My Motorcycle, Pakistan

Pakistan Bikers Club

| Pakistan

The Pakistan Bikers Club is like no other club, it does not discriminate against your size, weight, age or style. The president Muhammad Zahid holds the club door open to all and welcomes you in with a hearty smile and thousands of facts about the history of motorcycling within Pakistan.

Motorcycling awareness and safety is the main focus for the Pakistan Bikers Club. It’s a simple goal in our minds as in developed countries, we are use to seeing the government spending millions in awareness and in order to obtain a licence we have to under go extraordinary lengths to prove we can ride safely.

With little help from the government, this club is starting from a clean slate, with people who are used to going about their daily routine with little restrictions and little thought to the consequences. As an overlander, I try absorb any traffic rules that I can fathom out in each country I visit. Pakistan wasn’t any different from any other third world country. It had the basic rules and police at every intersection trying to enforce them / generate extra income on the side. Overall it wasn’t like the careful and controlled driving like we know in our own developed countries.

The first two aims of the Pakistan Bikers Club are to encourage people to wear helmets and to start using their mirrors. Most drivers had turned inwards like a ‘bad boy’ fashion statement. Another important goal was to create awareness for motorcycling as a safe and enjoyable hobby rather than a means to dangerously dart through heavy congested traffic trying to race your neighbour to the market.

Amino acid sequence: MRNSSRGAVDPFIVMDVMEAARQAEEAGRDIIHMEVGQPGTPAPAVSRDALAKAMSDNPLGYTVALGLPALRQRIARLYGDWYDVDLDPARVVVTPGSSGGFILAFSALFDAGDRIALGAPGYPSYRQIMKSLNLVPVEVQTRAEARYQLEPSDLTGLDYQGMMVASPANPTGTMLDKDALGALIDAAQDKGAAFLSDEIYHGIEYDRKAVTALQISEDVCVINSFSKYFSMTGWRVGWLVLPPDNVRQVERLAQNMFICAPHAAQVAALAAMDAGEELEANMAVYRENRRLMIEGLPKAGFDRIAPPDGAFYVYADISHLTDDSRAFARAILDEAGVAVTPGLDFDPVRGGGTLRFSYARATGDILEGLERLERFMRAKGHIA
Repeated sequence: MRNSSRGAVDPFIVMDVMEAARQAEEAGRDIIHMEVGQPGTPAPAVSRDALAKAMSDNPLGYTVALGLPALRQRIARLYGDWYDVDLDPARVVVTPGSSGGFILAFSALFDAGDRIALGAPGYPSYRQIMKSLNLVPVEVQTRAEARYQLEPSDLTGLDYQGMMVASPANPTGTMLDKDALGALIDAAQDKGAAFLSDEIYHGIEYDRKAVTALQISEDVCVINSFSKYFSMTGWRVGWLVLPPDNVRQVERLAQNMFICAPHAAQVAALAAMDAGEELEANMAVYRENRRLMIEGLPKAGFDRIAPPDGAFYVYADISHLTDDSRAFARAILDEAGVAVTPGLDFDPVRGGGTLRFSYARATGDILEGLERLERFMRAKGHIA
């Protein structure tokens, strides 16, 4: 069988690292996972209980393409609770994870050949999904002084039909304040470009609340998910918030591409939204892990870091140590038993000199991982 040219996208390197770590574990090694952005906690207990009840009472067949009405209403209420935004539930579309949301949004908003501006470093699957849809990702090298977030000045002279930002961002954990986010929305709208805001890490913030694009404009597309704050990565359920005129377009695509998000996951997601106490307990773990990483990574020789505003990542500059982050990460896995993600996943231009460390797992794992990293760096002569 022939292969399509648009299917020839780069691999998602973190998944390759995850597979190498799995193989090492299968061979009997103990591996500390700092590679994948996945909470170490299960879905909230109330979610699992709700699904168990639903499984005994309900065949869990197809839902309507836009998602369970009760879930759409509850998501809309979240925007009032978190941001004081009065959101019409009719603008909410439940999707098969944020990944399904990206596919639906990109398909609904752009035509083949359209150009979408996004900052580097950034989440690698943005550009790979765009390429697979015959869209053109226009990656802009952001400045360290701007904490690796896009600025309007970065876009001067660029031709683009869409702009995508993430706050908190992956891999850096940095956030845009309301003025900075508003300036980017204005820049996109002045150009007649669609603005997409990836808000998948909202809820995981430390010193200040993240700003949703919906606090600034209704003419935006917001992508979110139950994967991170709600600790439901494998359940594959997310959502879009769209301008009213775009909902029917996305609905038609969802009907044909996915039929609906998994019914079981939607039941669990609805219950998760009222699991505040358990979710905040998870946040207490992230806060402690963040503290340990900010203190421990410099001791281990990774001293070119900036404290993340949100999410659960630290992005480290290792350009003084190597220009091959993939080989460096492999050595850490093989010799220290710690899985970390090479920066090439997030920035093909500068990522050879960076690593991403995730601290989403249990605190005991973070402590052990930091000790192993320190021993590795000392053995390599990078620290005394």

Muhammad Zahid the president of the Pakistan Bikers Club

Dressed in my bright red traditional clothing set, I rode around Lahore, on my Suzuki DR350. I was completely taken back when I finally realised I was the only women riding a motorcycle in the whole city with a population of 6 million.  Muhammad Zahid took me past a Honda show room, where he pointed out the first scooter ever imported into Pakistan. I was astounded, why hasn’t Pakistan had scooters before? Most developing countries do. With the help of the Pakistan Bikers Club, hopefully this will encourage the elderly and women to start riding motorcycles.

One evening at a restaurant, I sat down with a few key people within the Pakistan Bikers Club and took them through a slide show on my laptop.
While looking at the photographs I took them through my last ‘Bangkok to Moscow’ adventure, and moving through my current adventure, going into details about the motorcycle preparation, paper work, obtaining sponsorship and finally living on the road. Afterwards, Muhammad Zahid  quietly said to me that I was the first overlander that they felt they got a lot from. I was just pleased to finally be able to give something back to the kind and caring people who give me a lot of their time.

a href=”” imageanchor=”1″ style=”margin-left: 1em; margin-right: 1em;”>

I leave Lahore, with a promise to return after my trip north to do another talk to more members of the Pakistan Bikers Club and a few others from the community, of which I really hope there might be a few women.

Muhammad Zahid arranged for me to have an interview with Raja Jalel sahab, the editor of one of the largest English news papers in Pakistan – Business Recorder.
Raja Jalel is a pioneer of motorcycling in Pakistan as he started riding a Harley in the early 70’s.  

Here are some more photos provided by Mubammad Zahid from my time spent with the Pakistan Bikers Club. Thanks for taking care of me while I was in Lahore.